Bonds come in many different maturities, and are divided into three nominal groupings: Short term bonds have maturities up to five years. Intermediate term bonds have maturities ranging from five years to 12 years. Long term bonds are those bonds with maturities longer than 12 years. The longest maturity U.S. Treasury issued is 30 years, but some corporate bonds are issued for longer maturities. Each differs in the way it responds to risk.
A lot can happen to change the financial strength of a company. Lawsuits, mismanagement, union strikes, defective products, loss of market share or development of new technology have resulted in lowered credit ratings for previously strong corporations. While bad things can happen in a short amount of time, the longer the maturity on a bond, the greater the chance that something will negatively affect the issuer's credit rating. This is why interest rates on long maturities are higher than interest rates on similar credit-rated intermediate bonds. The higher interest rate makes up for the extra risk implied by the longer maturity.
Interest Rate Risk
Longer maturity bonds fluctuate in dollar price more than intermediate bonds for a given change in market yield rates. Take two imaginary bonds: The intermediate bond has a 5 percent coupon and matures in seven years. The long bond has a 5 percent coupon and matures in 30 years. Both bonds were issued at par, or $1,000 face value. If market yield rates rise to 8 percent, the intermediate bond will be worth $841.73 but the long bond will decline in price to $660.66 because of the length of time to maturity and how it affects the yield-to-maturity calculation. The price fluctuation will be similar, but positive, if interest rates decline. For this reason, when interest rates are expected to rise, professional portfolio managers buy intermediate and short-term maturities. When interest rates are expected to fall, they buy the longest maturities they can, to maximize the profit potential from selling those bonds.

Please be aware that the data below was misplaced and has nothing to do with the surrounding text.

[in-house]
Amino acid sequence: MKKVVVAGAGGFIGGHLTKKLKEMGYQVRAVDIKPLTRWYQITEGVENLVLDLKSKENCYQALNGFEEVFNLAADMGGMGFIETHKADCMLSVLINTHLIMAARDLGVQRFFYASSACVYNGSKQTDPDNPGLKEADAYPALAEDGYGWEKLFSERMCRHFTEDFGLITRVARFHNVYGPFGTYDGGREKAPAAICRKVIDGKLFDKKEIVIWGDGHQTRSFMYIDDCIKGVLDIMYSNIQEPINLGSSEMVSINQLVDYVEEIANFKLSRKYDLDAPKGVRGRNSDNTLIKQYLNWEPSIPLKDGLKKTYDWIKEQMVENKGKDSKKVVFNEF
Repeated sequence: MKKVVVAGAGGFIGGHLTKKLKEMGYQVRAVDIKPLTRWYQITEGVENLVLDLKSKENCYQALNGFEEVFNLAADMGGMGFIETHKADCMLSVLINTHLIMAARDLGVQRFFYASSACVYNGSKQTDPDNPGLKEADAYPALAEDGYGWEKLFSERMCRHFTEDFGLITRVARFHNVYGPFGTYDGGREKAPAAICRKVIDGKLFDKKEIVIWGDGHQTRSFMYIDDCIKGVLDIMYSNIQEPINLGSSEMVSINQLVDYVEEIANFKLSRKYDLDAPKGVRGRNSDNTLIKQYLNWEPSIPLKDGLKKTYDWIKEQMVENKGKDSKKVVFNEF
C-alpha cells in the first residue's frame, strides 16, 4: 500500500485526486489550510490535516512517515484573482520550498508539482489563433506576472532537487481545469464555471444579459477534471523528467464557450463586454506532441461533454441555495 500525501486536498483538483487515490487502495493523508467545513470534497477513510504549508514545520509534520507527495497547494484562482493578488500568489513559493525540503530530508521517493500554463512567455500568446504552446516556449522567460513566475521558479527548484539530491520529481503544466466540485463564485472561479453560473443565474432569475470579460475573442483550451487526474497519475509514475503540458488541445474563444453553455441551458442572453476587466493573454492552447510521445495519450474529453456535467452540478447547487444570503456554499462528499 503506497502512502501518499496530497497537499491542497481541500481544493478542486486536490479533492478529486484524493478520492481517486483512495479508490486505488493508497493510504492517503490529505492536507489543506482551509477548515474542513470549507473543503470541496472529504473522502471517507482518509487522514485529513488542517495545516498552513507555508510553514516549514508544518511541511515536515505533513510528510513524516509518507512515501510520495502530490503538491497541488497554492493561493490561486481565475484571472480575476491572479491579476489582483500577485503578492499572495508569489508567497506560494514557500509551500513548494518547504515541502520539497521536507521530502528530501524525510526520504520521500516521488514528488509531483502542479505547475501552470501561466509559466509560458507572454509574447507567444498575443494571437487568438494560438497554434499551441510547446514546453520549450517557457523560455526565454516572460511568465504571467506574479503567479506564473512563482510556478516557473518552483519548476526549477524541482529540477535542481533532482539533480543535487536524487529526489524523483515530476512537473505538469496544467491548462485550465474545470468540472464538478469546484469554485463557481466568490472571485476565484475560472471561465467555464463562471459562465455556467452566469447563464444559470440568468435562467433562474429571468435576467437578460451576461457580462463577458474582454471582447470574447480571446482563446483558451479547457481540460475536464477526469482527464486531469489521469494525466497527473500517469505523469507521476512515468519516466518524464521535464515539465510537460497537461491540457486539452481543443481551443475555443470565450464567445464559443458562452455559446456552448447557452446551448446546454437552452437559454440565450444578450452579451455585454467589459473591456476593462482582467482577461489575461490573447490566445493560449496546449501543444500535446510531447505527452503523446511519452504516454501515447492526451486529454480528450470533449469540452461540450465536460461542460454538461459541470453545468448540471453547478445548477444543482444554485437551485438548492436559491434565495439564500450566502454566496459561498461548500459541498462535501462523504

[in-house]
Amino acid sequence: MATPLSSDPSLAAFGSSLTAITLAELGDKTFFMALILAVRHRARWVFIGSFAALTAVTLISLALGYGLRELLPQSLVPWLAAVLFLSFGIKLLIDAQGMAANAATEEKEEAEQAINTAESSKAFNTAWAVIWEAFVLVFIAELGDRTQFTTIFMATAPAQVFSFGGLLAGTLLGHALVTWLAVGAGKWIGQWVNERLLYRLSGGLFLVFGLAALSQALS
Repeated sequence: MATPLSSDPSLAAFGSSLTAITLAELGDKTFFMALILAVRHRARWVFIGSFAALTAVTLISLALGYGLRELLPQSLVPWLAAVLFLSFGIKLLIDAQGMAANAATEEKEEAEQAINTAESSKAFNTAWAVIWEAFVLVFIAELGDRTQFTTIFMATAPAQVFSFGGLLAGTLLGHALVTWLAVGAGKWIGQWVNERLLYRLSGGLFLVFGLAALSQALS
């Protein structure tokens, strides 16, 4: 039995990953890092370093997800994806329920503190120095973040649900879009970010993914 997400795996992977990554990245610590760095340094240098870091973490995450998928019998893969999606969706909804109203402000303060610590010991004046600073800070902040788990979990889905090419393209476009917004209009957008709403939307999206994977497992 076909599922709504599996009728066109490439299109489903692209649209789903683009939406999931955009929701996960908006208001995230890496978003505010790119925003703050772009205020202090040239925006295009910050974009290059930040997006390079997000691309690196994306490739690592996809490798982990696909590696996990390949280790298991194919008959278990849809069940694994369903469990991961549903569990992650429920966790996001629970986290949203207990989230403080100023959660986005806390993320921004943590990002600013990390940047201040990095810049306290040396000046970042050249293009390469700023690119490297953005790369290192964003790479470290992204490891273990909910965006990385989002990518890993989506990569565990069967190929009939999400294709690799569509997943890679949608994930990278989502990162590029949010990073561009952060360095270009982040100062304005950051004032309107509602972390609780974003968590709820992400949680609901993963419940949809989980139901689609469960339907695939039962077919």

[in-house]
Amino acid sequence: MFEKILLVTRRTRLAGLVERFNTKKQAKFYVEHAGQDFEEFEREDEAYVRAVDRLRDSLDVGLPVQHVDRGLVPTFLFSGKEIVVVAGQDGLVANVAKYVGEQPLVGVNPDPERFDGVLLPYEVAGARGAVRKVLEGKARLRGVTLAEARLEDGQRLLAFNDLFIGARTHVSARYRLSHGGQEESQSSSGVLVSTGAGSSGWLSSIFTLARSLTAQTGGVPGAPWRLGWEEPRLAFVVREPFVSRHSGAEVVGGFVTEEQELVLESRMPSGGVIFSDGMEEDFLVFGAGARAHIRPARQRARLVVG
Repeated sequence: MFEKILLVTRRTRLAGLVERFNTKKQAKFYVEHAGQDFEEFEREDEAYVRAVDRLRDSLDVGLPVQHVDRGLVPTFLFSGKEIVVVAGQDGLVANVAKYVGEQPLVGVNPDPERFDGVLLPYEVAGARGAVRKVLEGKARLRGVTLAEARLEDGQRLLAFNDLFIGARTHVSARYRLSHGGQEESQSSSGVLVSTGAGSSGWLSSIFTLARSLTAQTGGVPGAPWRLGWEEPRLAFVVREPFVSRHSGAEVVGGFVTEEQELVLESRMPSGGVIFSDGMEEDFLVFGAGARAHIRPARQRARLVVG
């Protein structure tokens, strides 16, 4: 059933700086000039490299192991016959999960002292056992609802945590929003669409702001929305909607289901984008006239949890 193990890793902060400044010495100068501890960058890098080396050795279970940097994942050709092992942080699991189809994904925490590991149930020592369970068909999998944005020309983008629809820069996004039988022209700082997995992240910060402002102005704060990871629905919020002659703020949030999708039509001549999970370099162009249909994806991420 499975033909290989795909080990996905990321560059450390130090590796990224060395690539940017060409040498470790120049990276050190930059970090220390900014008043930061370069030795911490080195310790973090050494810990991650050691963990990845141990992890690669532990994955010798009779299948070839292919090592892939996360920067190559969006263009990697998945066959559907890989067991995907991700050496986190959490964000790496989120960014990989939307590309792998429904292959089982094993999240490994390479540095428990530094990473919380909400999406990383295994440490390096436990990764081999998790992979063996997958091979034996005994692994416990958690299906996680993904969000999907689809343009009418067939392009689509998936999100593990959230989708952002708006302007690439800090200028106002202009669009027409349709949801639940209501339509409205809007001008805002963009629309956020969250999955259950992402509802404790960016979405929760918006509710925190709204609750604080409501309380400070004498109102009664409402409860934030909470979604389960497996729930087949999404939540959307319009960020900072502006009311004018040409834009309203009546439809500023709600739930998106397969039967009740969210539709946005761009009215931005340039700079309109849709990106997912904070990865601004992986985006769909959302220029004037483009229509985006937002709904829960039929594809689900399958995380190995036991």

When interest rates are rising, it may be difficult to sell a long bond because investors would rather buy short to intermediate-term paper to avoid a loss in dollar value. When this happens, the market demands higher yields on longer bonds. Generally, buyers of long bonds tend to be insurance companies and pension funds that are buying more for the maturity date than the yield. They are more concerned with having bonds mature on a certain future date when large pension or annuity payments will be made to their customers.
When a company needs money during high interest rate periods, and long bonds are in great demand by investors, the company may issue a long bond regardless of the high interest cost. However, it will have a provision that allows it to call the bond in five, seven or 10 years. When interest rates decline, companies that have issued high-interest-rate bonds will call those bonds at par -- their $1,000 face value -- and issue new bonds at the lower interest rate. The call prices may vary, but the result is always the same: the investor loses ownership of a high-interest-rate bond and the issuing company refinances at a lower interest cost.
- "USA Today"; Intermediate Bond Funds Worth a Look; John Waggoner; July 2001
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Victoria Duff specializes in entrepreneurial subjects, drawing on her experience as an acclaimed start-up facilitator, venture catalyst and investor relations manager. Since 1995 she has written many articles for e-zines and was a regular columnist for "Digital Coast Reporter" and "Developments Magazine." She holds a Bachelor of Arts in public administration from the University of California at Berkeley.